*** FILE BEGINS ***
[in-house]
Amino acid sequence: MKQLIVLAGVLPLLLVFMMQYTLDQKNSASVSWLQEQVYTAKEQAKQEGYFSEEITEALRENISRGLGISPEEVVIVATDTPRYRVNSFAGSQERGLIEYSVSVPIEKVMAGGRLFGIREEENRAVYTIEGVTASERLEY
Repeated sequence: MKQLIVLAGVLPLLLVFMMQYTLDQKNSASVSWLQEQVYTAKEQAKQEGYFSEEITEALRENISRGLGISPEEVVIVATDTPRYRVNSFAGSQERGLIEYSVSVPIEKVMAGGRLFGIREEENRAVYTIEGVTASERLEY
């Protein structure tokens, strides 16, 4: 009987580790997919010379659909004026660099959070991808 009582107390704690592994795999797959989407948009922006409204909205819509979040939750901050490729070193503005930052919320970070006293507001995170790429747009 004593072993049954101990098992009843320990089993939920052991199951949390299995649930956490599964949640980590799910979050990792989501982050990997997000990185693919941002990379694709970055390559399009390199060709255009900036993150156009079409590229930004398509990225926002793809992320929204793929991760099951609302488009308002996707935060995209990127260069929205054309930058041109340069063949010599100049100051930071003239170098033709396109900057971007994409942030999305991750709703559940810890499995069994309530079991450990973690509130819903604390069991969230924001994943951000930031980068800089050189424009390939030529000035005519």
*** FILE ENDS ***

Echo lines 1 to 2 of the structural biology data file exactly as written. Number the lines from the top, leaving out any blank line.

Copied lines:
[in-house]
Amino acid sequence: MKQLIVLAGVLPLLLVFMMQYTLDQKNSASVSWLQEQVYTAKEQAKQEGYFSEEITEALRENISRGLGISPEEVVIVATDTPRYRVNSFAGSQERGLIEYSVSVPIEKVMAGGRLFGIREEENRAVYTIEGVTASERLEY